Like any question worth answering: it depends.
Let's start by splitting people in two very broad categories: Those who are living a fit lifestyle and will never let go and those who want to be fit, maybe have attained fitness, but go about it in, shall we say, "fits and starts," so that it's more an on-again, off-again relationship.
For the later, a little guilt behind the eyeballs is going to help. If feeling guilty about missing a workout helps you be accountable, then guilt may be all the Jillian Michaels you need screaming down your neck to get moving.
For the former, those of us (and I do include myself in that group) who know any absence of fitness in their life is going to be temporary (whether it's two days of missed workouts, which is usually my tolerance level, or say months, due to illness or injury) guilt has no place.
Good Reasons Vs. Bad Excuses
Nine times out of ten we miss a workout because of a bad excuse (even though we might think it's a good reason). Bad excuses take on many forms, but 99.8 percent of the time it boils down to "I just don't have time," or "I am just too tired." If I haven't convinced everyone reading this blog that we can always find time to exercise, I've failed you miserably. Same goes with the too tired excuse. Thirty minutes of exercise trumps 30 minutes in bed in the morning. Does that mean you can never use a bad excuse to skip a workout. Nah! We all need our indulgences folks. Sometimes I eat two desserts in one day! Gasp! Sometimes I get a massage when I don't feel like I need one! Ohhhhh... naughty! Sometimes I watch Oprah without folding clothes! Throw the woman a box of bon bons! Sometimes I don't workout for no good reason! Hey, we all need to indulge every now and then, even Michael Phelps. Poor kid. If anyone deserved a hit off a bong, he certainly did.
Wait, where am I going with this? OK, yes, bad excuses: covered. Now, on to good reasons to miss a workout. This is especially important for those in that fit lifestyle group; we don't always see a good reason to skip a workout when we should and tend to exercise at all costs. Just because you can doesn't mean you should. I could give you all sorts of pertinent examples, but only you can know when skipping a workout to do something else makes sense. For some people a bad excuse may be a good reason and vice versa. In this way, we not only have to "know our body" but also, "be real with our mind."
Weighing the Trade Offs
Life is always about trade offs. I'm not here to tell you you can do it all. I'm sure someone else is blogging about that. However, I believe you can do as much as you want over the duration of your life. That requires making choices.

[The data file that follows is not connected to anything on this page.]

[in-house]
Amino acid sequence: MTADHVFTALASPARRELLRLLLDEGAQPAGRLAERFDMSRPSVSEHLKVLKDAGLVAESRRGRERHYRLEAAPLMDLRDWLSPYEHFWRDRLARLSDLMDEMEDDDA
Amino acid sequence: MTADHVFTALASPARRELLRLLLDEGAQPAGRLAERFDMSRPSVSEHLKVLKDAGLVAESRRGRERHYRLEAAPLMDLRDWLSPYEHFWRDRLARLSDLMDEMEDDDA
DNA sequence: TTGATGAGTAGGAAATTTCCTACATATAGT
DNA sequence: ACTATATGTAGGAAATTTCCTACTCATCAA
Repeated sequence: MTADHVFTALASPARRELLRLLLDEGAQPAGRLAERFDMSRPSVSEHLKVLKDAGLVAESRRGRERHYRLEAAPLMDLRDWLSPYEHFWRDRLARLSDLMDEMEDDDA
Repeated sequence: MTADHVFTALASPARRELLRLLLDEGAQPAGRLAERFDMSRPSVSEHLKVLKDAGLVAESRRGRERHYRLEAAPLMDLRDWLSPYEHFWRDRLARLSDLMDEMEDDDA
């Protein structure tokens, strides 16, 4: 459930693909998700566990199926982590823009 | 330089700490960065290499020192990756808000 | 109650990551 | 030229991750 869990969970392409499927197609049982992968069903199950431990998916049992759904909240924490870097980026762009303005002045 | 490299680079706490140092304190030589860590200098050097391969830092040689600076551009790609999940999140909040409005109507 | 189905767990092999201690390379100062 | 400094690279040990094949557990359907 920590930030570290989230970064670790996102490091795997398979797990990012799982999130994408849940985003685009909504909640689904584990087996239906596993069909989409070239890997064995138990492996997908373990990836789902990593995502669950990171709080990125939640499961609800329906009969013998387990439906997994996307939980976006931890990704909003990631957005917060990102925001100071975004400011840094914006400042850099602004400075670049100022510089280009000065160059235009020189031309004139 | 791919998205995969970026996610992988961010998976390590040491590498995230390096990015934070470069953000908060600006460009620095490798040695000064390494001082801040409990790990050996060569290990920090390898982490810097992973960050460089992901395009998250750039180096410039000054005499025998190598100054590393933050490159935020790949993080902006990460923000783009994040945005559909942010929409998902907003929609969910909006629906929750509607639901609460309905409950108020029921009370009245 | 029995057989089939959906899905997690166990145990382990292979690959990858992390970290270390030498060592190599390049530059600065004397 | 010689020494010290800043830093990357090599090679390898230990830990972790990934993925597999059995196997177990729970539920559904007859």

To bring it back to fitness: This week has been an exercise in trade-offs, which is to say, that's the only "exercise" I have had. To wit:
Monday's choice: Get up and workout at 5:30 a.m. or take my children to the zoo in the afternoon.
Monday's decision: How is that an either/or decision, you ask? I don't want to use being 37 weeks pregnant as an excuse to skip workouts, but the reality is two-fold: for one, the early morning workouts require downtime in the afternoon these days, and two, with a newborn soon come, I'm not sure when we'll get back to the zoo. I wanted to do something fun with the girls. As it turned out, they like to run from one exhibit to the next, so walking the zoo for two hours was more of a workout than I expected.
Monday's outcome: No guilt.
Tuesday's choice: Go to the gym after preschool or go to the new American Girl Doll store at the Mall of America.
Tuesday's decision: I have three daughters who have only seen American Girl dolls through the catalog (interesting how we found our way on their mailing list). My children have been pleading for weeks. In this case mother guilt trumped exercise guilt. And, if you've ever been to the Mall of America, you know I got another great walk workout in.
Tuesday outcome: No guilt. And I didn't spend a dime in the store. Another victory of sorts.
Wednesday's choice: OK, I'm now going on two days of unofficial workouts. But the day is packed with things to do. The list is long and time is limited for me.
Wednesday's decision: I fall back on allowing the last two days of walking the zoo and the mall to count as workouts and blow through my to-do list, which I can only do because Work Out Partner Pam is watching my children all afternoon. I feel victorious at my accomplishments: I even took care of renewing my expired license and a trip to the dentist to replace my 11-year-old and now cracked night guard (mild mannered during the day, but don't get between my teeth at night--some vicious clenching going on).
Wednesday's outcome: No guilt, but I miss the gym.
Thursday's choice: I would normally go to the gym after preschool--especially if I haven't had an "official workout" in days. But, my friend Christina is in town and this is the only day we have to spend together.
Thursday's decision: Don't be silly, of course we're hanging out, what kind of worm would I be?
Thursday's outcome: Don't be silly, of course I won't feel guilty over spending time with her instead of at barbell strength class.
But come Friday morning I am out of good reasons to skip exercise. I will work out. If anything keeps me from the gym it will only be a bad excuse.
Now my good reasons may not be your good reasons. But we all have them and need to honor them from time to time (or sometimes all in the same week). Sometimes we need to make trade-offs in life. And little indulgences? Yeah, don't deny yourself those, either, just be wary of people taking photos.